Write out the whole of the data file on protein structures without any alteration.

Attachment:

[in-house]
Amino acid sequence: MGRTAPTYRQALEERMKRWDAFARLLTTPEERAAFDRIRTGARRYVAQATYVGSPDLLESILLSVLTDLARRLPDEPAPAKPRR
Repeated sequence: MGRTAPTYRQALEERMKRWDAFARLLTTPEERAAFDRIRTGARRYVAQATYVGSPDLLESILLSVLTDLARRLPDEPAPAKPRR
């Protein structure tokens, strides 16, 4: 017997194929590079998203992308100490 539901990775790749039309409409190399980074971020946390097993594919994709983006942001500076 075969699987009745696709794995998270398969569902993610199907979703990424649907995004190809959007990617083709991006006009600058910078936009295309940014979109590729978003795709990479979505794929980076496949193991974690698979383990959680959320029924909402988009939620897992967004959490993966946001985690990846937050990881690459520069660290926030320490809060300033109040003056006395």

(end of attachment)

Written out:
[in-house]
Amino acid sequence: MGRTAPTYRQALEERMKRWDAFARLLTTPEERAAFDRIRTGARRYVAQATYVGSPDLLESILLSVLTDLARRLPDEPAPAKPRR
Repeated sequence: MGRTAPTYRQALEERMKRWDAFARLLTTPEERAAFDRIRTGARRYVAQATYVGSPDLLESILLSVLTDLARRLPDEPAPAKPRR
């Protein structure tokens, strides 16, 4: 017997194929590079998203992308100490 539901990775790749039309409409190399980074971020946390097993594919994709983006942001500076 075969699987009745696709794995998270398969569902993610199907979703990424649907995004190809959007990617083709991006006009600058910078936009295309940014979109590729978003795709990479979505794929980076496949193991974690698979383990959680959320029924909402988009939620897992967004959490993966946001985690990846937050990881690459520069660290926030320490809060300033109040003056006395």